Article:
Credit Suisse Trading Pioneer Dan Mathisson Is Said to Leaveby , , and
Helped grow Crossfinder into one of the biggest dark pools
He plans to open an asset-management business, source says
Dan Mathisson, the executive who helped build Credit Suisse Group AG into an electronic-trading powerhouse over the past decade, plans to leave the bank at the end of next month, according to people familiar with the matter.
Mathisson, who most recently served as head of U.S. equity trading, made the decision to go, according to the people, who asked not to be identified discussing personnel matters. The bank plans to separate electronic trading from block trading, said one of the people, after those businesses had been pushed together during his ascent. The separation is part of broader changes within the Zurich-based company’s markets business.
The 45-year-old is leaving at the same time the private stock-trading platform that he oversaw is under investigation. Bloomberg News reported in September that the bank will pay more than $80 million to settle federal and New York authorities’ allegations that it didn’t adequately inform customers of how the Crossfinder dark pool operated.
Mathisson plans to open his own asset-management business next year, according to a person familiar with the matter. A company spokeswoman said he wasn’t available to comment. The Wall Street Journal reported earlier Tuesday that Mathisson is leaving.
Once dubbed “Mr. Algo,” Mathisson was one of the most prominent faces in modern, electronic markets. He help build Crossfinder into one of the largest U.S. dark pools. When lawmakers started to ask whether Wall Street’s private trading clubs had made stock markets less transparent and less fair, Mathisson trekked to Washington to defend them in a way that was unparalleled by his peers at other banks. He testified several times before Congress in recent years, vowing that dark pools weren’t as mysterious as their cryptic-sounding name implied.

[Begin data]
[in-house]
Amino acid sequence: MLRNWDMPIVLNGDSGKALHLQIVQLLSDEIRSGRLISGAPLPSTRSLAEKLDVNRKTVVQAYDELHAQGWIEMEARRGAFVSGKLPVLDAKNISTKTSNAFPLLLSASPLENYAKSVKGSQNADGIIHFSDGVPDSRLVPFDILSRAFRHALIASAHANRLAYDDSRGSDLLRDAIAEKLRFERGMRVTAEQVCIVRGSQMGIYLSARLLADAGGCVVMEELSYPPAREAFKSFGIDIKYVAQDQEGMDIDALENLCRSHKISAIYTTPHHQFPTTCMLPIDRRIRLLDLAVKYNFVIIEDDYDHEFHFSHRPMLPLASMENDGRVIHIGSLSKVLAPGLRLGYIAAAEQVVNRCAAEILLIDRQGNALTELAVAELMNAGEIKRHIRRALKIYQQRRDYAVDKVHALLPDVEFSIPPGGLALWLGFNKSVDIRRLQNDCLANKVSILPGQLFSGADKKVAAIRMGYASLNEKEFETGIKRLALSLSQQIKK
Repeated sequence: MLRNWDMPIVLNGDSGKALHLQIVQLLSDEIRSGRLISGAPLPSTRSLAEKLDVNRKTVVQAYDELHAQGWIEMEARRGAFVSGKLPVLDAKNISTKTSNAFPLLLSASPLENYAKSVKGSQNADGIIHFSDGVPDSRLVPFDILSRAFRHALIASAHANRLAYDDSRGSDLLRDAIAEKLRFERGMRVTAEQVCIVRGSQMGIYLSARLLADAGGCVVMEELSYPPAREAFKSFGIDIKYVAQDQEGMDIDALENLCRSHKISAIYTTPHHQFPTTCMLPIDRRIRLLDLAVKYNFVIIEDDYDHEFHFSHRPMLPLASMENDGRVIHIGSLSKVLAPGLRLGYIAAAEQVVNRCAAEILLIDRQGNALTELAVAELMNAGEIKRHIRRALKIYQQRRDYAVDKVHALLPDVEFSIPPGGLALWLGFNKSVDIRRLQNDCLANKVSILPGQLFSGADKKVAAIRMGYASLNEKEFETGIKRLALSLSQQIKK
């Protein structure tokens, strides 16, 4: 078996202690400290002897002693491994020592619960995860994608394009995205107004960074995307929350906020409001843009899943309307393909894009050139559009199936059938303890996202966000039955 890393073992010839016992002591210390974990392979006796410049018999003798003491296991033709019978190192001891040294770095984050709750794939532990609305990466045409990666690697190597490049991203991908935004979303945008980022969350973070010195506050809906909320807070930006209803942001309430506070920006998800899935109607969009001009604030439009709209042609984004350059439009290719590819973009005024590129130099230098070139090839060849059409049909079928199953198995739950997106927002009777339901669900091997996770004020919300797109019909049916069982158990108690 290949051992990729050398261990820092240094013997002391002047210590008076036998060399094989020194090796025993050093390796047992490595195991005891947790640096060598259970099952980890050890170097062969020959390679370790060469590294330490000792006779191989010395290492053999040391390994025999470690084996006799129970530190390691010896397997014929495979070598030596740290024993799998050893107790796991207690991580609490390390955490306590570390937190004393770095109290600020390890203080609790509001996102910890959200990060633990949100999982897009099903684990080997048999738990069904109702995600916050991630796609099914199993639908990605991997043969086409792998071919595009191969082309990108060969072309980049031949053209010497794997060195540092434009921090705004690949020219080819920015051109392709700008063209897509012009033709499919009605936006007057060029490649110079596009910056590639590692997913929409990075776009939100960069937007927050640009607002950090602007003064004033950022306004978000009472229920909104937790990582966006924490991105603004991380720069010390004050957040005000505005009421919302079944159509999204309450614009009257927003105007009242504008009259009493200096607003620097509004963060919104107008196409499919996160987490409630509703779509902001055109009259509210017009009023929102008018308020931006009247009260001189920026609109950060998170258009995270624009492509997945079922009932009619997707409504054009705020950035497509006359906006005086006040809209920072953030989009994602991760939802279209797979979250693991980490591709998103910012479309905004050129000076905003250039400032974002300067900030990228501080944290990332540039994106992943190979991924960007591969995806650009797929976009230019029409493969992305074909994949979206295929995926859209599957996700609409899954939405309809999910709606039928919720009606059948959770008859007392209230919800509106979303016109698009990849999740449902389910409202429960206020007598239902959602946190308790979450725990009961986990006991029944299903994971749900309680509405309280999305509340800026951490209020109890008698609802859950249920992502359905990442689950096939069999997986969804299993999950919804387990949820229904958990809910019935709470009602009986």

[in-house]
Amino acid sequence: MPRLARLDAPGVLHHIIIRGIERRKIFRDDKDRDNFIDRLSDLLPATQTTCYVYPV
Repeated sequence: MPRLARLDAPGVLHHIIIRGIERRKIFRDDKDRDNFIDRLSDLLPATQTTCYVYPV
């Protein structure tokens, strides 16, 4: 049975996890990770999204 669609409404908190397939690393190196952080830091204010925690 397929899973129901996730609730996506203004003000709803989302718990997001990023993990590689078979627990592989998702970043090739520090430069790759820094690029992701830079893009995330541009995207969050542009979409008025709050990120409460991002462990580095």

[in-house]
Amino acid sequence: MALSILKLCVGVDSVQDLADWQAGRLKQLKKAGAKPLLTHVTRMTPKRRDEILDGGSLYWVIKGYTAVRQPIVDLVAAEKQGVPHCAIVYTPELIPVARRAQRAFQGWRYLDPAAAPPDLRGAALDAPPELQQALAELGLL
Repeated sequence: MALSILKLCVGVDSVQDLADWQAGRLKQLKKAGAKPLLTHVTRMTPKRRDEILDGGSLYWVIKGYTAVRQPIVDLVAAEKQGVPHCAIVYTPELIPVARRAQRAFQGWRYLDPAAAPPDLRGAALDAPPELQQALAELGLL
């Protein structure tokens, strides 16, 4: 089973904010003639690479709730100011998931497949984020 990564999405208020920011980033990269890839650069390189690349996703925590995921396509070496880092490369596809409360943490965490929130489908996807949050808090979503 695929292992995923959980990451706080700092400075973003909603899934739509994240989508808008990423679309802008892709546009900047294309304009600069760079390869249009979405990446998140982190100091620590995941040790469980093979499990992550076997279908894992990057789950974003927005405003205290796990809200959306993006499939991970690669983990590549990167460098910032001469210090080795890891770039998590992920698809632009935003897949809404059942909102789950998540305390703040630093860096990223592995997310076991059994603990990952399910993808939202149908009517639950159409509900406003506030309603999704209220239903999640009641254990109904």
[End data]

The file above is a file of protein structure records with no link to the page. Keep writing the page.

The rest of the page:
He joined Credit Suisse in 2000 after eight years at quantitative hedge fund D.E. Shaw & Co., where he was the firm’s head stock trader and built his own trading models. Credit Suisse executive Bob Jain, who ran the bank’s quantitative trading desk, introduced Mathisson to colleagues as “Mr. Algo,” a reference to his status as an innovator in a field that was just starting to sweep through Wall Street: Using computer algorithms to automate big transactions.
Mathisson is known for being as much a translator as a trader. A fixture at industry conferences, he’s well regarded for his skills at explaining the complex architecture of the modern stock market in ways that a layman can understand, according to peers.
Under his leadership, Credit Suisse grabbed market share by selling algorithms directly to money managers. The programs resulted in better executions for institutional investors, who want to have their large orders filled without stock prices moving against them.
“They were one of the pioneers,” said Mike Plunkett, a former executive at electronic brokerage Instinet. “He was our prime competitor when it came to technology, trading and algos.”
Dark pools have been swept up in regulatory inquiries. In August, Investment Technology Group Inc. said it would pay $20.3 million after the SEC found it traded against its customers without ever disclosing the conflict. Three days after saying it would pay the penalty, ITG fired its chief executive officer, Robert Gasser.
A year ago, UBS Group AG paid $14.4 million to end an investigation that found it created special order instructions that benefited high-frequency traders and didn’t tell other clients about them.
Before dark pools ran afoul of regulators, one of their biggest threats in Washington was lobbying by stock exchanges. New York Stock Exchange and Nasdaq Inc. executives were aggressively complaining to lawmakers that too much volume had moved off public venues, which had made trading less transparent and could affect the prices all investors pay to buy and sell shares. When the Senate and House held hearings, Mathisson became the go-to witness for banks that operated dark pools.
“Much of the debate over dark pools is misguided and is fueled by a desire by exchanges to avoid healthy competition,” he told a subpanel of the Senate Banking Committee in 2009.